When you are in such a situation, your criminal defense attorney could conduct thorough investigations to identify the case’s facts and present them to the court. If it is clear that the accusations are false, your charges could be dismissed.

  1. Your Rights were Violated during the Arrest

Even when you are suspected of committing a certain crime, you have rights that need to be respected during an arrest. Before the police officers arrest you, they should read you a Miranda of your rights. When your rights are violated during an arrest, then the evidence collected against you may be inadmissible. 

  1. Lack of Sufficient Evidence

Sometimes, robbery charges are based on one witness testimony, especially the victim. Some of the witnesses may even be coerced to give testimony by the police or another person. When there are no other pieces of evidence that point to you as the perpetrator of the crime, you can use insufficient evidence as a defense to your case.

  1. You did not use the Force of Threats to Take Away the Property

Use of force, fear, or threats is a key element that a prosecutor must establish when proving your guilt under Penal Code Section 211 of California law. If the prosecutor in your case fails to prove this element beyond a reasonable doubt, the robbery charges cannot stick. The use of physical force is a distinguishing factor between robbery and other crimes involving theft.

When you attempt to take property belonging to another person, they could be intimidated to give you the item even without threats willingly. Therefore, even when you did not use force, you could face charges for another crime, which carries lesser penalties.

FAQS on Robbery in California

The laws surrounding robbery are complicated, especially since there are specific factors that define the crime. If you are battling robbery charges, legal guidance is crucial. The following are some frequently asked questions on arrest and prosecution under CPC 211:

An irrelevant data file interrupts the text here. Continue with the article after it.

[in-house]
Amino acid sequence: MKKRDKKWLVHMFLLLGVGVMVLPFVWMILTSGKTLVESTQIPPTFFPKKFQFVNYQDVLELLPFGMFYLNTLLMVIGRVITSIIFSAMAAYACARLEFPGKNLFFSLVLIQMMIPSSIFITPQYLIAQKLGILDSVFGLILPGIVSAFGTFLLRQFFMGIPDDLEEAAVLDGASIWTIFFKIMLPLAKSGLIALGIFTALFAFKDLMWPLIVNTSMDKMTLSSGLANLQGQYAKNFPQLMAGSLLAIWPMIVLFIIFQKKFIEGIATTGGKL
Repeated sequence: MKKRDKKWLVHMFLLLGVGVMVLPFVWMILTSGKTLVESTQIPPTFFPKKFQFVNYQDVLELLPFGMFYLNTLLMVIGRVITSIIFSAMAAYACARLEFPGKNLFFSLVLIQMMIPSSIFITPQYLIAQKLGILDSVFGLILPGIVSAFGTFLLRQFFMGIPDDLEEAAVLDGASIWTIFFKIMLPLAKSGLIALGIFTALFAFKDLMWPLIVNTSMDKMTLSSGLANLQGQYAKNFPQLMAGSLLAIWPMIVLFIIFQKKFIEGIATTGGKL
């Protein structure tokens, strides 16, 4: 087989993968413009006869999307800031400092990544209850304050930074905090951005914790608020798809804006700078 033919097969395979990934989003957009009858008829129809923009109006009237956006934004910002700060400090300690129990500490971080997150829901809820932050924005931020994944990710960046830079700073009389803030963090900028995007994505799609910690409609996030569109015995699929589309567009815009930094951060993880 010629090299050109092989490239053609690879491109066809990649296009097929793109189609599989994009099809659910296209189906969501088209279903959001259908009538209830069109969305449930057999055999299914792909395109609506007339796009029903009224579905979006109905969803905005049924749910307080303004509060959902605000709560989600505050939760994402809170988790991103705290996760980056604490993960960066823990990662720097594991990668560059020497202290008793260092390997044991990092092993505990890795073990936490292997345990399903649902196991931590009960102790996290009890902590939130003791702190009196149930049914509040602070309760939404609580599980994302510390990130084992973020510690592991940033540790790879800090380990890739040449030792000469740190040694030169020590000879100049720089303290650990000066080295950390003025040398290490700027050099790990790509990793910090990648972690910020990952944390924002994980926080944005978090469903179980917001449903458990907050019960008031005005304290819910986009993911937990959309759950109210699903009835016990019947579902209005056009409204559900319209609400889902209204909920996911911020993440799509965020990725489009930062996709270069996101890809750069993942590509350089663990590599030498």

1. What is the difference between first and second-degree robbery in California? 

A first-degree robbery offense occurs when the crime occurs in an inhabited dwelling or occurs after the victim leaves an ATM. Causing severe injury to a victim while committing a crime of burglary attracts first-degree charges. Any other form of robbery, on the other hand, falls under the category of the second degree.

  1. Is attempted robbery a strike in California?

Robbery is treated as a violent felony in California. This is because of the physical force that is often used to carry out the crime. The crime is punishable by a prison sentence of up to five years and is a strike. Like robbery, attempted robbery is a strike in your record under the Three Strikes Law.

  1. Can I be sentenced to probation after a robbery conviction?

Yes. If you face a robbery conviction, you may be offered felony probation as an alternative to prison sentences. However, it is crucial to understand that probation is not offered to all defendants. Your attorney will have to come up with ways of convincing the prosecutor to offer you probation. Also, there are strict terms of probation you need to adhere to while serving your sentence outside of prison. 

Offenses Related to Robbery in California

The crime or robbery shares specific elements with some other theft crimes and can be charged alongside them. Some of the most common offense related to a robbery in California include:


Whether commercial or residential intending to commit a crime of theft attracts burglary charges when you enter an inhabited structure. Criminal charges for burglary should not be taken lightly since a conviction for the crime results in serious legal consequences. Burglary in California is divided into two categories:

  • First-degree burglary

This crime involves entry in residential property to commit a crime even when it is not occupied at the time you entered. First-degree burglary is a felony that is punishable by a prison sentence of up to six years. It is also crucial to understand that you cannot be granted probation after a first-degree burglary conviction. A felony burglary conviction is a strike under California Three strikes law.

  • Second Degree

All other crime instances that do not involve entry in a residential property fall under second-degree burglary. This offense is a misdemeanor whose conviction is punishable by a three years prison sentence. When you or a loved one is facing charges for burglary in California, legal guidance and representation will go a long way for you.